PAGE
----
Budgeting is all about decisions and reallocation, when choosing between owning a car and going on an overseas trip travelling has won for me. to date In 2017 I spent $6675.07 on overseas travel: three trips to New Zealand and a trip across Scotland, Spain and England. I’ve never been much of a fan of driving, at 30 I still haven’t owned a car. Growing up in Palmerston North, New Zealand, I drove my parents’ cars. When I lived in Wellington, New Zealand the public transport was sufficient. Upon moving to Brisbane, Australia in 2011 and living within the 10km radius of the city and with ample public transport across boat, bus and train and with the recent introduction of ride sharing services a car was still not a necessary. This week’s post provides some Brisbane transport comparison figures across car, public transport and bicycle.
I was lucky enough to have the use of a friend’s car from February 2016-September 2017. The car lay dormant most of this time except the weekly 5km return supermarket journey to Coles, the odd Kmart trip or drive to Kangaroo Point and a couple of trips to my Aunt’s house. Although useful and providing me with slightly more freedom most of time time I didn’t actually use the car. During this time I paid for new shock absorbers, two services, new tyres, petrol and parking.
Across a 12 month period in Queensland: $3336.65 (and that’s not even counting the cost of buying the car and the car depreciation on top of that):
- Registration including third party insurance for twelve months: $719.65 over a year
- Petrol, $40 a fortnight: $1040 over a year
- Service: $300 every six months, $600 over a year
- Plus whatever breaks and needs replacing once a year: $1000, I’ve gone on the figures from when I had my friend’s car (four new tyres $377 and new shock absorbers $600)
Dave Ramsey has some hilarious conversations on his radio show about cars. His main piece of advice he gives out to his listeners that are struggling with debt is to sell their cars and invest in a beater or a “Dave Car.” A Dave Car is an “ugly” car that is mechanically sound, usually something reliable that had an elderly person as the previous owner.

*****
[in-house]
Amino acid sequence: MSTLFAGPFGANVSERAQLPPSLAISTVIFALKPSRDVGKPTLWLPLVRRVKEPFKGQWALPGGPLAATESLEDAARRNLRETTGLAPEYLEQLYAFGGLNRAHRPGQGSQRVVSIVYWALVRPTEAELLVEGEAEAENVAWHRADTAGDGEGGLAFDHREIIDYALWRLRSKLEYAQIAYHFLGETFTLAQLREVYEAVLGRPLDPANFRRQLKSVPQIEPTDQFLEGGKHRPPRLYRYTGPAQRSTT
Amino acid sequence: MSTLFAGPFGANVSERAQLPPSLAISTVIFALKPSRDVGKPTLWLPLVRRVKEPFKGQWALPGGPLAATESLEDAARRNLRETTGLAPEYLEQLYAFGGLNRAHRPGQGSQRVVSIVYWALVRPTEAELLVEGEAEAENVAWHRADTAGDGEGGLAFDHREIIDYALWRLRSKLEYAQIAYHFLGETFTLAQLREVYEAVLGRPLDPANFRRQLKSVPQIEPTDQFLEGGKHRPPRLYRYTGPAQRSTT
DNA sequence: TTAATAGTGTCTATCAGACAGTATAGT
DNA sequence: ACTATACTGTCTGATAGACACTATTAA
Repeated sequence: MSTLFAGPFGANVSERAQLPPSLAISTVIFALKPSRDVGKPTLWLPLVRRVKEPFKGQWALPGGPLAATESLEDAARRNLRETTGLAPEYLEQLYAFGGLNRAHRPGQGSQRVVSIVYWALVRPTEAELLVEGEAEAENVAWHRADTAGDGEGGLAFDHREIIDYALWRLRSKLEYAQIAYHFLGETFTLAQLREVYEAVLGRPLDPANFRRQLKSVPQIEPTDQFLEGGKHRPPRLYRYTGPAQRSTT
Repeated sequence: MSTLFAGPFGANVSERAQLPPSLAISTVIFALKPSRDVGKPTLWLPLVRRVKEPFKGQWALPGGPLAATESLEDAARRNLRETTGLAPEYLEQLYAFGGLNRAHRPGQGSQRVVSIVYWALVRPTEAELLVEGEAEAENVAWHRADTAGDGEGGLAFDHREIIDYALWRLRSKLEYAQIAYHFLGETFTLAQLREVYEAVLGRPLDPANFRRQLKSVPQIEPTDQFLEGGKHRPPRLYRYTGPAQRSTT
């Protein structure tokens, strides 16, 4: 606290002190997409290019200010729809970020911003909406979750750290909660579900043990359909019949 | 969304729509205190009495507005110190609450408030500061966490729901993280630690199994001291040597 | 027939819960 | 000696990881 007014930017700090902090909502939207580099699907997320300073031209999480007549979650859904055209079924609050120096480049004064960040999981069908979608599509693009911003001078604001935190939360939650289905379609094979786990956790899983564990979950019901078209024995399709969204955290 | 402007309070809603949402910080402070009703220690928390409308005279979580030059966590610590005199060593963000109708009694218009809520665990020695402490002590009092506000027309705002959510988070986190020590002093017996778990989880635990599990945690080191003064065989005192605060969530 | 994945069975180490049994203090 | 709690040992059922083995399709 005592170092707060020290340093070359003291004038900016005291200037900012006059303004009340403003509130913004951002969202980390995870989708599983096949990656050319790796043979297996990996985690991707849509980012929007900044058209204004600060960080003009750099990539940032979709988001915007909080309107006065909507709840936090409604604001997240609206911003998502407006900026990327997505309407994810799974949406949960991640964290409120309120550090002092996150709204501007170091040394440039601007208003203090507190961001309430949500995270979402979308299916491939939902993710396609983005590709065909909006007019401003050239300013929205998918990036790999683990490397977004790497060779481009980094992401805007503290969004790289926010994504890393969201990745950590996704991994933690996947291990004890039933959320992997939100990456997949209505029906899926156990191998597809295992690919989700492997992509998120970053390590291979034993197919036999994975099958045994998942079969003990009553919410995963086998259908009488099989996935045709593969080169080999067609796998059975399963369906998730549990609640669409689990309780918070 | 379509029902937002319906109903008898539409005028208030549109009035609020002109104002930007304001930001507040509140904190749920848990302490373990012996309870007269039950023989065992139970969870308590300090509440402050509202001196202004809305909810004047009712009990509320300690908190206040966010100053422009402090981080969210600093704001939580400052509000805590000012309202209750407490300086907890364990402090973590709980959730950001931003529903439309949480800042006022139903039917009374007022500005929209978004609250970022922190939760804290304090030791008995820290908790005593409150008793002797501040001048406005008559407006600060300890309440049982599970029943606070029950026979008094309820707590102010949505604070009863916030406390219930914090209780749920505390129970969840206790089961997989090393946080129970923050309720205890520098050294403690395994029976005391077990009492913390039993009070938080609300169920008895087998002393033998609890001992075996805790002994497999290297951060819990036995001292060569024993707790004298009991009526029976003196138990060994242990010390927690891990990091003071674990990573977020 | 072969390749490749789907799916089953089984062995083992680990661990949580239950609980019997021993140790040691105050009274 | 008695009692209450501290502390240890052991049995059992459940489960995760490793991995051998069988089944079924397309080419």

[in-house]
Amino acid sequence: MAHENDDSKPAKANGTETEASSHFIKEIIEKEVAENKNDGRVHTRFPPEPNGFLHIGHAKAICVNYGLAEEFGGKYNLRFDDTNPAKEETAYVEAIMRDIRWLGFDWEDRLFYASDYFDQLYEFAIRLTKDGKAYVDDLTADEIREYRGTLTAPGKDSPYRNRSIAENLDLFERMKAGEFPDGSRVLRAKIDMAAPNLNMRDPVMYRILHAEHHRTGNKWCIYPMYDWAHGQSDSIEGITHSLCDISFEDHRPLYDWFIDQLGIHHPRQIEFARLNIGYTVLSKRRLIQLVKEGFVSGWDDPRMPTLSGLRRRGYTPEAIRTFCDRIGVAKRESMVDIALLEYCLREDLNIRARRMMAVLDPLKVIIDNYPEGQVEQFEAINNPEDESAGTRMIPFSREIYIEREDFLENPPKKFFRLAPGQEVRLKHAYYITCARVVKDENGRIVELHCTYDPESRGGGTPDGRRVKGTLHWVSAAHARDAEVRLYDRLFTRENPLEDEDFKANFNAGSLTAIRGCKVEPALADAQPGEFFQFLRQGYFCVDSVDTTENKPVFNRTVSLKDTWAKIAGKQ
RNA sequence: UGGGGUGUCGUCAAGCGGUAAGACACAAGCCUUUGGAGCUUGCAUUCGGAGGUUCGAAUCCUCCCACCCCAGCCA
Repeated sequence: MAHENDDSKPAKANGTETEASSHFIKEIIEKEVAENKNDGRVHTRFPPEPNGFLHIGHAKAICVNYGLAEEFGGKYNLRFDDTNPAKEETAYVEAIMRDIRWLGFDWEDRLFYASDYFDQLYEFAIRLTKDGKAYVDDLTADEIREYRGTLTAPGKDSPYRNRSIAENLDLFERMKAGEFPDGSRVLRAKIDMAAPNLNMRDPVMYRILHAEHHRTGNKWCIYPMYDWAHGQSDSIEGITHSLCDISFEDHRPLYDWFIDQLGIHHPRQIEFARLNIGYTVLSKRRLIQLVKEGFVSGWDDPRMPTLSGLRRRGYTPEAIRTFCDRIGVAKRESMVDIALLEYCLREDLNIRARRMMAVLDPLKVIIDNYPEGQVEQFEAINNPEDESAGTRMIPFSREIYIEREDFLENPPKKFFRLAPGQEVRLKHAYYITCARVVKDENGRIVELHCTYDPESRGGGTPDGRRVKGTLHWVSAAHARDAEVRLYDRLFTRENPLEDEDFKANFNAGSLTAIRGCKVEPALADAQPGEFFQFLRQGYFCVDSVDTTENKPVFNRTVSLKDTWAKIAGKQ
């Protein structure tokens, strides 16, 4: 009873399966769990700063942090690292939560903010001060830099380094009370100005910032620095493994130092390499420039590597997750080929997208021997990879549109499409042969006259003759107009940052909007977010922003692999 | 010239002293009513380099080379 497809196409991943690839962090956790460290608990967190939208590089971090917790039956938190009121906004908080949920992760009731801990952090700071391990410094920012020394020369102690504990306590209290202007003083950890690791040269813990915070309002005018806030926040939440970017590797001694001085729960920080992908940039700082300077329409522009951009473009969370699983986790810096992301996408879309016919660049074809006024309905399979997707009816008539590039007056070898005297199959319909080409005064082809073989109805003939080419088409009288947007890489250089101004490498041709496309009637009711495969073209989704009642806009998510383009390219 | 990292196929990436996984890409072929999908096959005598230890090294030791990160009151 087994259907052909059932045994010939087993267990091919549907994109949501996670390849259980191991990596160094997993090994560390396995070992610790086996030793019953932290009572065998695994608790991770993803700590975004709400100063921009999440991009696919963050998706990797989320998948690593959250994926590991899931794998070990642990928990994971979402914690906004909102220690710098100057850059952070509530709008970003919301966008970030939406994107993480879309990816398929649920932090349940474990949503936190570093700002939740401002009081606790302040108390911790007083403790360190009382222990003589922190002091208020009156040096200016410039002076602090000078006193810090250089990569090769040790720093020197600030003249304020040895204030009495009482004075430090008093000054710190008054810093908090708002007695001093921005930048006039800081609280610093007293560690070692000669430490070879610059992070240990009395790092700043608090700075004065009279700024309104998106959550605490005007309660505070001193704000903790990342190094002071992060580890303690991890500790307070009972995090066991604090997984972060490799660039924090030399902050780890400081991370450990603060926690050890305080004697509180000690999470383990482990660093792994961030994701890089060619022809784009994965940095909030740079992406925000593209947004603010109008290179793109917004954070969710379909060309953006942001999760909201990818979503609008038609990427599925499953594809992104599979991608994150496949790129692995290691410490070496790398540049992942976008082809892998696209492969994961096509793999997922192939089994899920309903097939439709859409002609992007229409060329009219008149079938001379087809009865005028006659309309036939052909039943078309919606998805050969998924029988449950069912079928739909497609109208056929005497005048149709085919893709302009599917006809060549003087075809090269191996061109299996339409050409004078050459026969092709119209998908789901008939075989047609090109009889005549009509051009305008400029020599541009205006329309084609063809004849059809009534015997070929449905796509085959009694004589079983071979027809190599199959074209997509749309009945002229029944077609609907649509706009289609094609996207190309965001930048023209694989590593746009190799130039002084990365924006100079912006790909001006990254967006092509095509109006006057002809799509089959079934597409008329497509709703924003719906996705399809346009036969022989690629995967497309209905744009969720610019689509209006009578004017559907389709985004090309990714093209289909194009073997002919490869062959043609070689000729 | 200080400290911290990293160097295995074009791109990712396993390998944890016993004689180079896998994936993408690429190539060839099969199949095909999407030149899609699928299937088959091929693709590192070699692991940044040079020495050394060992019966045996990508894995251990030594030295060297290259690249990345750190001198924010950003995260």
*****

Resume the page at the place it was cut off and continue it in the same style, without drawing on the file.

How beautiful are our views from the CityCat ferry in Brisbane?! Public transport always represents a viable option for me, particularly when it is wet or when I have an event after work. Where I have lived over the last six years (Brisbane, QLD, Australia: Kangaroo Point 4169, Norman Park 4170, Bulimba 4171, Morningside 4170) has always been a maximum of 15 minute walk to the ferry, train or bus.
Across a 12 month period in Queensland: $2366:
- Gocard on a peak journey commute to work (on either a train, ferry or bus), QLD 4170 – QLD 4000, ten times a week: $3.25 x 10 = $32.50 or $1690 over a year to just get to work
- Budget an extra 4 trips for weekend activities: $3.25 x 4 =$13 a week, $676 a year
I purchased my first bicycle in 2013, it was stolen a week later, and purchased another one that same day I use in my daily commute and errands. I purchased a second bicycle, a road bike, in 2015 that I just use for recreational cycling.
In 2017 I spent $728.66 on maintenance for both bicycles:
- A general service every six months is $89 plus general repairs… at the moment I am allocating $40 a fortnight for both bikes general repairs which is about $1040 a year
My Father and I sat down and did the costs together in January 2015 when I was considering purchasing a car, for the costs required it was going to be more cost effective to take regular Ubers and Taxis or hire a car when required. For me, at this point of my life, overseas travel is still more tempting than owning a car. For me because of my addiction and sense of adventure a combination of bicyling, public transport and Uber rides suffice for me to get around Brisbane city and keeps the rest of my funds for my overseas travel.
My main form of transport is my bike for two main reasons. Firstly because although the bus has been close by but the traffic on Wynnum Road and the Gabba as well as the additional walk from the bus station to my work means the commute is over an hour. This is the same on the train or ferry meaning that it is quicker for me to walk the 7.4km to work than it is to catch public transport. Secondly, I love cycling to work, it means my commute is 20-30 minutes long and I can leave home and work whenever I choose and get to my destination quickly.
How do you think about allocations when it comes to your budget? What matters to you? Are you one of those amazing parents that has a child in a bike trailer that I see cycling around Brisbane on your day to day duties?
The Economiss is a single, female, millennial on a mission to buy her first home in Australia. A Kiwi by birth, she jumped over the ditch after she finished her tertiary qualifications in search of employment. The narratives quite often showing up online overshadowed her thoughts of buying a house alone changed in 2017 The Economiss started super charging her finances and saved over 30% of her after tax income towards her house deposit as well as cash flowing four overseas trips. In 2018 The Economiss decided to create a new narrative and share her journey saving 36% of her after tax income for a $60,000 house deposit by December 2018. Do you have some tips to share or want to be featured on the blog, please get in touch!